Archives: August 2015

August 2015 Newsletter

A New Low for Liability Claims in Wisconsin After enacting comprehensive liability laws, Wisconsin patients and physicians are reaping the benefits of a system that has greatly reduced meritless lawsuits and managed health care costs across the state. According to analysis by the Milwaukee Journal Sentinel, doctors in Wisconsin were liable for fewer medical liability claims per capita than physicians in any other state in 2014. The effectiveness of the state’s reasonable limits on non-economic damages, use of expert testimony to establish the standard of care, and an Injured Patients and Families Compensation Fund for legitimate liability claims have reduced medical lawsuit abuse and ensured health care services remain open and accessible to all patients. While Wisconsin is one notable example of how effective comprehensive medical liability reforms can be, states that have challenging political and liability climates – including New York, Pennsylvania, and New Jersey – consistently rank among the highest in liability claims per capita. Without reforms enacted on the federal level, patients and physicians will experience a patchwork of laws that pass on higher costs and less certain operating environments to those seeking and providing critical care. To read more about the success of liability reforms in…

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Male doctors are more likely to be sued than females, study finds

Male doctors are more than twice as likely to have legal action taken against them than their female counterparts, a recent study found. The study, published last week in the journal BMC Medicine, affirms a well-established trend for the first time on a global level. It also shows that the disparity has not changed over the course of 15 years, despite a growing presence of women in the field. That goes against the common argument that men in the medical field are sued more often or face regulatory discipline simply because men dominate the industry. The researchers suggest there must be other factors at play that haven’t changed over the past decade, such as the hours worked or a greater amount of interaction with patients. “The causes are likely to be complex and multi-factorial,” Emily Unwin, a lead author of the study and a researcher at University College London, said in a statement. [Anonymous medical journal essay: ‘Heavy overtones’ of sexual assault in operating rooms] A study from the American Medical Society found similar results in 2010, but its authors argued that the disparity is the result of male physicians being concentrated in positions with the highest number of claims…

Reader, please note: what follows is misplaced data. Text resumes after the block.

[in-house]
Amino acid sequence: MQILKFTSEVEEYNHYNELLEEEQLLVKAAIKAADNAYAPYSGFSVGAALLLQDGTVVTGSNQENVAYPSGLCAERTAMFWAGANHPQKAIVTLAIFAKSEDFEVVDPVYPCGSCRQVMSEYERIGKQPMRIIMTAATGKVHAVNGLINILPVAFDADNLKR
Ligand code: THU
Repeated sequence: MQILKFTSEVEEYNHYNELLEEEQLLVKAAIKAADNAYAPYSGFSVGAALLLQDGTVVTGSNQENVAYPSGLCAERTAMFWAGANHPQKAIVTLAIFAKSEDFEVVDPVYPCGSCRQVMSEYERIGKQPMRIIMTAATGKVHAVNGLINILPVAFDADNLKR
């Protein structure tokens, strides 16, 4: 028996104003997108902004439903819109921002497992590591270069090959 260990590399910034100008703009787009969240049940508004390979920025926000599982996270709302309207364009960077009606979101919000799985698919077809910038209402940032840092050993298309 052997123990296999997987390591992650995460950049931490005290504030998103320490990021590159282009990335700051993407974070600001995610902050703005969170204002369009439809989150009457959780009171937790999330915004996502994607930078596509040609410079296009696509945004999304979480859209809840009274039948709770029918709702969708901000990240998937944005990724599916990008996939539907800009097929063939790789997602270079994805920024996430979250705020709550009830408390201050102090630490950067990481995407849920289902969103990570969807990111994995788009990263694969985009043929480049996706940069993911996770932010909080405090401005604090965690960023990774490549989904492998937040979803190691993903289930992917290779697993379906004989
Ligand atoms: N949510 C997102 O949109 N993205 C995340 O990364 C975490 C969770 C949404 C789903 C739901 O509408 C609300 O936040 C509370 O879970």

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Wisconsin last among states for malpractice claim payments, analysis shows

Wisconsin doctors paid fewer medical malpractice claims per capita last year than their peers in any other state — and physicians here are consistently at the bottom nationwide when it comes to paying such claims, according to a Milwaukee Journal Sentinel analysis of federal data. Only six of every 1 million Wisconsin residents collected a medical malpractice claim last year, compared with a national rate of 27 per 1 million of population, according to the analysis of records filed with the National Practitioner Data Bank. That amounted to 37 total payouts in Wisconsin last year. The Wisconsin payment rate was last among the states in three of the past five years, and it has ranked 47th or lower 20 times since 1992, according to the analysis. Meanwhile, the analysis shows, the number of claims paid to victims of doctor error has been dropping in Wisconsin and nationally. “People ought to be worried about a system that doesn’t police bad actors,” said Ann Jacobs, a Milwaukee attorney and president of the state trade group for plaintiff’s lawyers. “Does anybody really believe that only 37 doctors (in Wisconsin) made mistakes?’ she added. James Gutglass, a veteran Milwaukee defense lawyer who specializes in…

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